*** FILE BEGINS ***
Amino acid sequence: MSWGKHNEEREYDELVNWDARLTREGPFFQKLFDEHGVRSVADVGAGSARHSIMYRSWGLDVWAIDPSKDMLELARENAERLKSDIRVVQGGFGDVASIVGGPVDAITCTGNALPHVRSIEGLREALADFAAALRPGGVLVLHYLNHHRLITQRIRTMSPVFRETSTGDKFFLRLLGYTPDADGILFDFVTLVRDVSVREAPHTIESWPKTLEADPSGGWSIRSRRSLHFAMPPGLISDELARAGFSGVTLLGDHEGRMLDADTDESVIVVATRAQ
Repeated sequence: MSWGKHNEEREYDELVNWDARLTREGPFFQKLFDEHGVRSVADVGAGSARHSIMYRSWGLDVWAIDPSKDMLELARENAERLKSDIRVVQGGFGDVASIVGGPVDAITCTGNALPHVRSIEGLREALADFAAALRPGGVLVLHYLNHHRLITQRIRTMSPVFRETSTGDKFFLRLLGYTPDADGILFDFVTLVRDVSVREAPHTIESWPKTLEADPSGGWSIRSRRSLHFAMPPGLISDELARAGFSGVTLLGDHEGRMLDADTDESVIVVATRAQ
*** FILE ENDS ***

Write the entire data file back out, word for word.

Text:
Amino acid sequence: MSWGKHNEEREYDELVNWDARLTREGPFFQKLFDEHGVRSVADVGAGSARHSIMYRSWGLDVWAIDPSKDMLELARENAERLKSDIRVVQGGFGDVASIVGGPVDAITCTGNALPHVRSIEGLREALADFAAALRPGGVLVLHYLNHHRLITQRIRTMSPVFRETSTGDKFFLRLLGYTPDADGILFDFVTLVRDVSVREAPHTIESWPKTLEADPSGGWSIRSRRSLHFAMPPGLISDELARAGFSGVTLLGDHEGRMLDADTDESVIVVATRAQ
Repeated sequence: MSWGKHNEEREYDELVNWDARLTREGPFFQKLFDEHGVRSVADVGAGSARHSIMYRSWGLDVWAIDPSKDMLELARENAERLKSDIRVVQGGFGDVASIVGGPVDAITCTGNALPHVRSIEGLREALADFAAALRPGGVLVLHYLNHHRLITQRIRTMSPVFRETSTGDKFFLRLLGYTPDADGILFDFVTLVRDVSVREAPHTIESWPKTLEADPSGGWSIRSRRSLHFAMPPGLISDELARAGFSGVTLLGDHEGRMLDADTDESVIVVATRAQ